The sponsor or CRO then usually holds a cross-functional meeting, bringing together expertise from across these internal departments to ensure as much diversity in perspectives as possible. This internal meeting takes place soon after the release of the risk signal report, typically within 7 to 10 days. It is key to determine whether each risk signal points to an issue or not and lists all the potential causes which could explain the statistical observation. Finally, the team will select the most appropriate mitigation status and the next steps of investigation.
To create a robust audit trail which will document the full process, clients are provided with a ´Signal & Action Tracker´. This tool allows the study teams to document the mitigation status, (i.e., Alert, Watch, Standby or Closed) along with the rationale behind each choice and the action if applicable.
When a risk signal is mitigated in “Alert” and an immediate action is needed, it is important for teams to clearly specify what they expect the downstream personnel, usually the CRA, to do next. In some cases, the action will be further investigated, and the CRA will work with the identified site to understand the root cause of the issue.
It’s important to note that a signal points to a potential, not a definite, data quality issue. As such, the CRA should never accuse the site of misconduct, but rather use open questions to gather as much information as possible about their working practices.
They should also never dismiss the signal by assuming the reason is the most obvious one. If the approach is not root cause oriented, corrective action cannot be targeted.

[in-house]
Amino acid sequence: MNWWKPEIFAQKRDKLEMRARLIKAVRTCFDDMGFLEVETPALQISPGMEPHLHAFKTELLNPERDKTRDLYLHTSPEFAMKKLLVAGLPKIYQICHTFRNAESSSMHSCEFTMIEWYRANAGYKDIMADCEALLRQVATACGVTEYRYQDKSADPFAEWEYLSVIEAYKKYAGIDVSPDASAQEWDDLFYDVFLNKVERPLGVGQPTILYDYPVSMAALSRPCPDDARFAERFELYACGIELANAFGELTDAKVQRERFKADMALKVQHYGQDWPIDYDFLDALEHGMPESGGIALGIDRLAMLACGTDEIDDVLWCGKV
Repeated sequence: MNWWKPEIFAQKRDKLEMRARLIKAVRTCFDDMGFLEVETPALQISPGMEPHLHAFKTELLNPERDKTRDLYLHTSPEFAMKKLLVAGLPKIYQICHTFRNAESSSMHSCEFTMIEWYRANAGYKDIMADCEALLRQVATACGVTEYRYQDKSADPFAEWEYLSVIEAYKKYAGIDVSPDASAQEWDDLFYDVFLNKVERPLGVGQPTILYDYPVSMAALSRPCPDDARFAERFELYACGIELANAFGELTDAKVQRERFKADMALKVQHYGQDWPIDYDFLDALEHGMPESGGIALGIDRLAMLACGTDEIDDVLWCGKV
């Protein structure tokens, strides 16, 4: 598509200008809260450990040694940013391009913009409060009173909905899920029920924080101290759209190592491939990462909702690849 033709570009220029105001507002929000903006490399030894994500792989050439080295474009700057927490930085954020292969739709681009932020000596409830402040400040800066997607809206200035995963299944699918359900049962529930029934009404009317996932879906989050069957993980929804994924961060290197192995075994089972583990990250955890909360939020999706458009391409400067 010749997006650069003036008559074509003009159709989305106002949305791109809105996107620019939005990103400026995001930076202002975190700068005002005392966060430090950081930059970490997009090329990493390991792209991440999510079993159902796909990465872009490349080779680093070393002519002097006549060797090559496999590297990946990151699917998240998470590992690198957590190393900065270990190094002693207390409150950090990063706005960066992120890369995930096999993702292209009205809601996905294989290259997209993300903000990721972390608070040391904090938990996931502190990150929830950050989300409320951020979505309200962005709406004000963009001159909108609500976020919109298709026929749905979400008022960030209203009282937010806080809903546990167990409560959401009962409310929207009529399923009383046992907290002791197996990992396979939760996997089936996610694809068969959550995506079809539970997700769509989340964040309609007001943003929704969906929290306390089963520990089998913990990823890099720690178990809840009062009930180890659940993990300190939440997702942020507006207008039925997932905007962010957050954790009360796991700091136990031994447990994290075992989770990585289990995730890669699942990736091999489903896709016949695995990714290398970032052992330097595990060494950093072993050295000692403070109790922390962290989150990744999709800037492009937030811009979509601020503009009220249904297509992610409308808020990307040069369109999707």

Risk Signal Management in Action
If, for example, the risk signal was delayed entry of data into the Electronic Data Capture (EDC) solution, the study team or CRA may assume that the site staff are unaware of protocol requirements and suggest retraining as a solution.
However, other possible root causes could be a technical issue with the EDC, or the person responsible for data entry being off work, with no back-up identified. In either case, protocol requirement training would be no use. As a consequence, an open and fit-for-purpose discussion is the only way to ensure that the risk signal will be assessed from different perspectives and that the most appropriate corrective and preventive action will be put in place.
Ultimately, solutions only work when they are targeted at the risk signal’s root cause – but that’s only half the story. Because in regulatory terms, if a risk signal review isn’t documented, it didn’t happen.
CluePoints' Audit Trail Tools
As centralized monitoring continues to grow in popularity, it is important to ensure we apply the same level of rigor to documentation as we do in traditional monitoring methods.
One of the biggest strengths of the CluePoints platform is its ability to document all the steps involved in signal management in one place (i.e., the signal & action tracker). Our clients can record risk signals and the appropriate mitigation status, as well as the rationale behind these decisions. They can document the actions required of the study team, as well as the CRA’s feedback.
It means that inspectors and regulatory bodies can track the whole signal management process and rebuild the story, from the identification of the risk signal to any investigation and corrective action. And it allows sponsors and CROs to harness the power of centralized monitoring to protect data quality and patient safety, while ensuring regulatory compliance.